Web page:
FAST 2002 Abstract
Selecting RAID levels for disk arrays
Eric Anderson, Ram Swaminathan, Alistair Veitch, Guillermo A. Alvarez and John Wilkes, Storage and Content Distribution Department, Hewlett-Packard Laboratories
Disk arrays have a myriad of configuration parameters
that interact in counter-intuitive ways, and those interactions
can have significant impacts on cost, performance,
and reliability. Even after values for these parameters
have been chosen, there are exponentially-many ways to
map data onto the disk arrays' logical units. Meanwhile,
the importance of correct choices is increasing: storage
systems represent an growing fraction of total system
cost, they need to respond more rapidly to changing
needs, and there is less and less tolerance for mistakes.
We believe that automatic design and configuration of
storage systems is the only viable solution to these issues.
To that end, we present a comparative study of a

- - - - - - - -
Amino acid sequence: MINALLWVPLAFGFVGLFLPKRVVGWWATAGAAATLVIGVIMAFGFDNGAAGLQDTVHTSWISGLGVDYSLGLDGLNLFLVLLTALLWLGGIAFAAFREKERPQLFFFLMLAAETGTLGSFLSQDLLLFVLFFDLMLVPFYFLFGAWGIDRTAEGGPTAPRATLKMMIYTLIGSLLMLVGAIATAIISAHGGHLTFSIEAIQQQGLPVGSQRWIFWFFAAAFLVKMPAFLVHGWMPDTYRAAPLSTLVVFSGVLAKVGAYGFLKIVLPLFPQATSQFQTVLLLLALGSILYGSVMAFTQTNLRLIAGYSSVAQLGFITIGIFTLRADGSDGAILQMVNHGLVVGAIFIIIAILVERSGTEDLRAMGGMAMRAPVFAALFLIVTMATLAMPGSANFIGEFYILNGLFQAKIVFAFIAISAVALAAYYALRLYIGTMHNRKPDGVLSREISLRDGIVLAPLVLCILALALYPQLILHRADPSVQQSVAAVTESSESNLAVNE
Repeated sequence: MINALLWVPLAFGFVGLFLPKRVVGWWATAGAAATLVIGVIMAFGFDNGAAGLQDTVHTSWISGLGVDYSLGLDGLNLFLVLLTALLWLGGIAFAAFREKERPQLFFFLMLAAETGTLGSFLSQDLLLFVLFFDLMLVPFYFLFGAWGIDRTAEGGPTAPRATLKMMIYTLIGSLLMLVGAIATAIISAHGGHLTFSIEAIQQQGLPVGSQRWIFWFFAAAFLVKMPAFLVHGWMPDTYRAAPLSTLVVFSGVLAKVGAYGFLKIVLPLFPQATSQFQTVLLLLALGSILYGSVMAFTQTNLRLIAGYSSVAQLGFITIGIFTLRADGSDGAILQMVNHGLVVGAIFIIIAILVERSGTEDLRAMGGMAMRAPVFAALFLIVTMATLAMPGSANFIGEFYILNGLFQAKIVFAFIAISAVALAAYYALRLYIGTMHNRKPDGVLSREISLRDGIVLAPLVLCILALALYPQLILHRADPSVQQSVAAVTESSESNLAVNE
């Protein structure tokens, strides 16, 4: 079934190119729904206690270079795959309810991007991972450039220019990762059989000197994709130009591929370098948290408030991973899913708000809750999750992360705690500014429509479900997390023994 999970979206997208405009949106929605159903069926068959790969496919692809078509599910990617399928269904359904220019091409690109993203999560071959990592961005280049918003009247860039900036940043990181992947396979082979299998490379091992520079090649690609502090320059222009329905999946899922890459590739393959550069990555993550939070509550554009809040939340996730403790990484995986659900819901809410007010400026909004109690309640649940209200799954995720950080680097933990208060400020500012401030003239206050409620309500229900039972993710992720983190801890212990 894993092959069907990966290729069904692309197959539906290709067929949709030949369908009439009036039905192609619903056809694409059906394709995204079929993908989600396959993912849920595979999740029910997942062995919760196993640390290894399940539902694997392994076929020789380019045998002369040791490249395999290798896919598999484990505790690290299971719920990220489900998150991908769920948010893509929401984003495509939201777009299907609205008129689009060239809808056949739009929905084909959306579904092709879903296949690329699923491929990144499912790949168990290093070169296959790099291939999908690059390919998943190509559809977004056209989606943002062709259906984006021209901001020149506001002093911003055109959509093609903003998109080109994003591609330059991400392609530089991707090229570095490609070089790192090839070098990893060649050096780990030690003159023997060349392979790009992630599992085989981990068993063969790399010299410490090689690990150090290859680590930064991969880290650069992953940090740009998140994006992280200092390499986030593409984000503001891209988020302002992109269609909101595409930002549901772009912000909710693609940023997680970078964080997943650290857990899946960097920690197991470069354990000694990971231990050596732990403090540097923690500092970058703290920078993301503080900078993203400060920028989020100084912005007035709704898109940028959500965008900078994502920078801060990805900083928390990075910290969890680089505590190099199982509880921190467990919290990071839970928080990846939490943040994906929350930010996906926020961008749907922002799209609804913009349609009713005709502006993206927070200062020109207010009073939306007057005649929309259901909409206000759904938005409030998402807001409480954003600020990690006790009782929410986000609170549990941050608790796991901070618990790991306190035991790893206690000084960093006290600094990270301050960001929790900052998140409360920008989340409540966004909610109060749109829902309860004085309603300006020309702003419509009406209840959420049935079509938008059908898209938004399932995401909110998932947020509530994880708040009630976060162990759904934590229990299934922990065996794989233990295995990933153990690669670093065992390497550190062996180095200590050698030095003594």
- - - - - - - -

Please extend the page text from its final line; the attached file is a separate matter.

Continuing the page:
range of techniques for programmatically choosing the
RAID levels to use in a disk array.
Our simplest approaches are modeled on existing, manual
rules of thumb: they "tag" data with a RAID level before
determining the configuration of the array to which
it is assigned. Our best approach simultaneously determines
the RAID levels for the data, the array configuration,
and the layout of data on that array. It operates as an
optimization process with the twin goals of minimizing
array cost while ensuring that storage workload performance
requirements will be met. This approach produces
robust solutions with an average cost/performance 1417% better than the best results for the tagging schemes,
and up to 150200% better than their worst solutions.
We believe that this is the first presentation and systematic
analysis of a variety of novel, fully-automatic RAID-level
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